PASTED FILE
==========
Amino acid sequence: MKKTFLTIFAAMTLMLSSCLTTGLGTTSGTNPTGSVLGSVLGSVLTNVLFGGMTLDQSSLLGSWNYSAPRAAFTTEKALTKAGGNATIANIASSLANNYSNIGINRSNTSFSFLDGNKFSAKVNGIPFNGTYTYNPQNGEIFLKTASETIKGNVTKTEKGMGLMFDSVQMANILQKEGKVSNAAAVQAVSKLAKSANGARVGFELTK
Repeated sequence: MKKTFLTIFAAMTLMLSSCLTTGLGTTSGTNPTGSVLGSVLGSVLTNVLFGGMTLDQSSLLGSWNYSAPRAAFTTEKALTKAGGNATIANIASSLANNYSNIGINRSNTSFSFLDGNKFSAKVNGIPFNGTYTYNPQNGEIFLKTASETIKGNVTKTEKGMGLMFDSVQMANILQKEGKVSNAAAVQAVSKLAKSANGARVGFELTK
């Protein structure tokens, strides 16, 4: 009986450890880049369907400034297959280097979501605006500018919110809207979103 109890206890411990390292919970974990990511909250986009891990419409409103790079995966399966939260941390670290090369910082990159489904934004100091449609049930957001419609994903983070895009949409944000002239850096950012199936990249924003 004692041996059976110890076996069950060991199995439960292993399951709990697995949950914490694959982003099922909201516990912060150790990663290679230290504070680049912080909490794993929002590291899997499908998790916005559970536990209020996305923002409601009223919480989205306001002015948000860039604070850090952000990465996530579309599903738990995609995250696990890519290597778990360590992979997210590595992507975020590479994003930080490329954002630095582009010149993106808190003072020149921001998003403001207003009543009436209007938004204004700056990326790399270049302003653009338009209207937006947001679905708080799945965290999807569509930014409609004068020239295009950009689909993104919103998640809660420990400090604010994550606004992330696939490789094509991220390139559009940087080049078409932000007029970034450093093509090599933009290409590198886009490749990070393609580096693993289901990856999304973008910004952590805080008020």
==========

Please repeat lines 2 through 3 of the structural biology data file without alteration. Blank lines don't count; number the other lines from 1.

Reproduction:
Repeated sequence: MKKTFLTIFAAMTLMLSSCLTTGLGTTSGTNPTGSVLGSVLGSVLTNVLFGGMTLDQSSLLGSWNYSAPRAAFTTEKALTKAGGNATIANIASSLANNYSNIGINRSNTSFSFLDGNKFSAKVNGIPFNGTYTYNPQNGEIFLKTASETIKGNVTKTEKGMGLMFDSVQMANILQKEGKVSNAAAVQAVSKLAKSANGARVGFELTK
């Protein structure tokens, strides 16, 4: 009986450890880049369907400034297959280097979501605006500018919110809207979103 109890206890411990390292919970974990990511909250986009891990419409409103790079995966399966939260941390670290090369910082990159489904934004100091449609049930957001419609994903983070895009949409944000002239850096950012199936990249924003 004692041996059976110890076996069950060991199995439960292993399951709990697995949950914490694959982003099922909201516990912060150790990663290679230290504070680049912080909490794993929002590291899997499908998790916005559970536990209020996305923002409601009223919480989205306001002015948000860039604070850090952000990465996530579309599903738990995609995250696990890519290597778990360590992979997210590595992507975020590479994003930080490329954002630095582009010149993106808190003072020149921001998003403001207003009543009436209007938004204004700056990326790399270049302003653009338009209207937006947001679905708080799945965290999807569509930014409609004068020239295009950009689909993104919103998640809660420990400090604010994550606004992330696939490789094509991220390139559009940087080049078409932000007029970034450093093509090599933009290409590198886009490749990070393609580096693993289901990856999304973008910004952590805080008020």